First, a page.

Uli puts their dedication and hard work, monetarily, on the same level with someone who empties deep friers.

    Uli will make his version anyway, and the message there is, if you don’t accept what I want for your vision, if you aren’t willing to accept what I think it is worth, I’ll just steal it anyway. You have no say in what happens to your creation, because I want it, and who cares what you think it is worth.

    That sort of thinking kills innovation, and sometimes, entire industries.

      paul says:

      come on … look at any device you have .. literally everything is based on others work .. and for the most part the original designer isnt compensated .. even devilfish only modded and existing design..

    el rey says:

    Christ, they’re both retarded… 15k$ once vs. 303k$/year, one is an insult and the other a joke. Talk it over, meet in the middle, meanwhile I’ll keep getting my 303 on with D16’s Phoscyon which is like 60$.

      Brian McCalla says:

      Legally, Uli didn’t need to offer Robin anything. That’s not an insult. In the world of real corporations, that’s called being “generous”.

    Heinakroon says:

    For those interested, here’s Uli Behringer’s response in full:

    Robin says:

    there are always two sides to any coin. Here is Uli’s response.

    Marsz says:

    What? it’s now okay to steal a concept, user interface and fuck up a legend in one go.. Whitout the risk of lawsuits over infringement, which Devi lFish probably won’t be paying.. Seems someone is getting greedy because he used a soldering iron on some else’s invention and then go cry about it in the media…

    Dan Moor says:

    I just want to know why Robin expects Behringer to sell “tens of thousands of machines” based on his Radio Shack – level soldering job hack which he himself claims, proudly, has only sold UNDER 400 UNITS SINCE HE STARTED DOING IT YEARS AND YEARS AGO. This miner has no grasp of business, engineering, manufacturing, marketing, law, or even basic economics.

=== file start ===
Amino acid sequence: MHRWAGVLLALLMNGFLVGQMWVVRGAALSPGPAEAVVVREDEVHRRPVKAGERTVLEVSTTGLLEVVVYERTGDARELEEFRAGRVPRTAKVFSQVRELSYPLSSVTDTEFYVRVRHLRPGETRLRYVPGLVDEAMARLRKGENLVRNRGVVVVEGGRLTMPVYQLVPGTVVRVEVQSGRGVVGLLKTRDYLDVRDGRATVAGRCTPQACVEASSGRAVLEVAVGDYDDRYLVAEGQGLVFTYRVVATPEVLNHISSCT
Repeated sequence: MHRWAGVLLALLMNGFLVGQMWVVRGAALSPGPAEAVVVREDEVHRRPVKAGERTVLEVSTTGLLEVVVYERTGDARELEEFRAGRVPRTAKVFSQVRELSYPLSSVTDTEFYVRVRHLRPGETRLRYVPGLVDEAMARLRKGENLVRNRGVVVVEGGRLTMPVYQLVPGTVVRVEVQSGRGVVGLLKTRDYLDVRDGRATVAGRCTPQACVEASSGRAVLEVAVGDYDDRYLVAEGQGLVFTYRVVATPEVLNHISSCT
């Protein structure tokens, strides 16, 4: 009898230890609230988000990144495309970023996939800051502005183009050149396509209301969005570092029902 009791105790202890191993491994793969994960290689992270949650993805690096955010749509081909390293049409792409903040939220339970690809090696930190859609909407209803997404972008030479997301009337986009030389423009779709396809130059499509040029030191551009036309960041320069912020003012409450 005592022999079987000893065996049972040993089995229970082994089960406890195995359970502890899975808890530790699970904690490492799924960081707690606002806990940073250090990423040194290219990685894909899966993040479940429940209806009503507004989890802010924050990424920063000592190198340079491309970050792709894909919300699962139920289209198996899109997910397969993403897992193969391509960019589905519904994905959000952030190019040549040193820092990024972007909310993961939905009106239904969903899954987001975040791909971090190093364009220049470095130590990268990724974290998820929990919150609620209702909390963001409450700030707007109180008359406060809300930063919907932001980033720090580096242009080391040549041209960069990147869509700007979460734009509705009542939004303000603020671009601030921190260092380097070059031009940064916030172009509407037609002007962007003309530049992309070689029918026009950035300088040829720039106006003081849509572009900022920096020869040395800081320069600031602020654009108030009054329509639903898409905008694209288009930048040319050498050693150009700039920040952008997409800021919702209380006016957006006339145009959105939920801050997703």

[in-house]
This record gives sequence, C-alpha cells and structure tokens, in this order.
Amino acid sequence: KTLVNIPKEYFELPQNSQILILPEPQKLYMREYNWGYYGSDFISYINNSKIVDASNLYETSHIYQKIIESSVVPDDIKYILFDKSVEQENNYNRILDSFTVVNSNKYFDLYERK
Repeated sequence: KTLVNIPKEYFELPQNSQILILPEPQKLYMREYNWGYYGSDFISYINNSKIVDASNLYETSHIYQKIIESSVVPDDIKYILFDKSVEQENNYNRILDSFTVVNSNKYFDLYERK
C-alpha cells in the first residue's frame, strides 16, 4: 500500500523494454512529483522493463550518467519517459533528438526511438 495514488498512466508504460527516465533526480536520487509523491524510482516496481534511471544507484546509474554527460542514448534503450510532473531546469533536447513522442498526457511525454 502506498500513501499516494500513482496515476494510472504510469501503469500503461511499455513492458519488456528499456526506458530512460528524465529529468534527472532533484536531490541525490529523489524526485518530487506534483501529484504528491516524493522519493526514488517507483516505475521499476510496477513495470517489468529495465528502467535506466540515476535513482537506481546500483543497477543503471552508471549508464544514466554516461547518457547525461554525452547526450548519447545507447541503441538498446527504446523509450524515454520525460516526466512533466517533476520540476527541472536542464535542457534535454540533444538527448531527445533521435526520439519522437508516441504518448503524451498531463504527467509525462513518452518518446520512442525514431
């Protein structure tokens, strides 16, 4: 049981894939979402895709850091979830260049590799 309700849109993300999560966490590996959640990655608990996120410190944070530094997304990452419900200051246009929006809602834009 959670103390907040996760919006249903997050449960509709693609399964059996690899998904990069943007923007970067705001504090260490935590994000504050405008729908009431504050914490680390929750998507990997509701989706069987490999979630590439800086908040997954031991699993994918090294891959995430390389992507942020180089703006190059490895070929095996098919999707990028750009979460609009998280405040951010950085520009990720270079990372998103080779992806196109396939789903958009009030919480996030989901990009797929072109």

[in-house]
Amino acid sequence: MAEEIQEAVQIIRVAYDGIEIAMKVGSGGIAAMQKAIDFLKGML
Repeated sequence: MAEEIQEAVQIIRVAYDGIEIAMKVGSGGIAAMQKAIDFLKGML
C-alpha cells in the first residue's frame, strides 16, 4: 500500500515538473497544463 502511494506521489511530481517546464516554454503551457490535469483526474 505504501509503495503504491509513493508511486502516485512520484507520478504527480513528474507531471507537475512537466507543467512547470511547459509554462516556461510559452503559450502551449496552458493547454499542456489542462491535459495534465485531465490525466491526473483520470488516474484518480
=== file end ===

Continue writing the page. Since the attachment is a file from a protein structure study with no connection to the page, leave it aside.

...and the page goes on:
Here’s the skinny: this guy from the middle of nowhere had a nice little $300 per month revenue stream going for soldering a couple of switches and transistors into an old Roland semi-toy synth that got boosted when the analog synth craze kicked in. A few people, it seems, liked the glitchy circuit – bent sound and floated a few bucks his way for him to apply solder to copper on their little bsss box. Then, Uli releases his version of the original box selling for less than this guy charges for his soldering and sticker label skills. Robin is hopeful that he can hack Uli’s box and maybe start pulling in $600 per month now, but doesn’t even snarf up the $150 to get a box of his own to see if he can mod it or not (with the SMT boards in there, unlikely). Anyway, Robin thinks he’s hit the lottery when Uli calls and offers him $15k. Robin figures if greedy Uli is offering that, then Uli is making 50 times that on just Robin’s celebrity endorsement, so he roughly splits that in half, demands $303k (thinking he’s being clever) and throws veiled threads in a 700 page email to Uli using words that must be big in Australia. Back in the real world, Uli reads this, wonders how they get such good illegal stimulants into the middle of Australia, and then decides to just make the thing himself without any endorsement instead of selling this hack job for more than his DeepMind 12. Robin, in the meantime is looking for new estates near the mine and surfing yacht web sites wondering if it’s odd to own s yacht on a small inland reservoir when he gets Uli’s message. Realizing that he just lost not only his windfall request, but also the $15k that he could have bought two new houses with in his village, Robin becomes angry at himself for having been so greedy. Instead of introspection, though, he blames Uli and decides to smear him using his celebrity on the internet. The rest is (to be) history as the coverage of this story has now drummed up enough interest in the product that Uli likely WILL sell 50,000 of these units using his superior design, and nobody will want to buy one of Robin’s. To add insult to injury, Robin’s town loses their only internet service provider when the mining market drops out due to a reduced demand for arsenic and molybdenum. Robin is never heard from again.

    Boy Ratty says:

    I love my TD-3, sounds bloody great 😊 Built very well and the extra mods all for £117 delivered..w😊w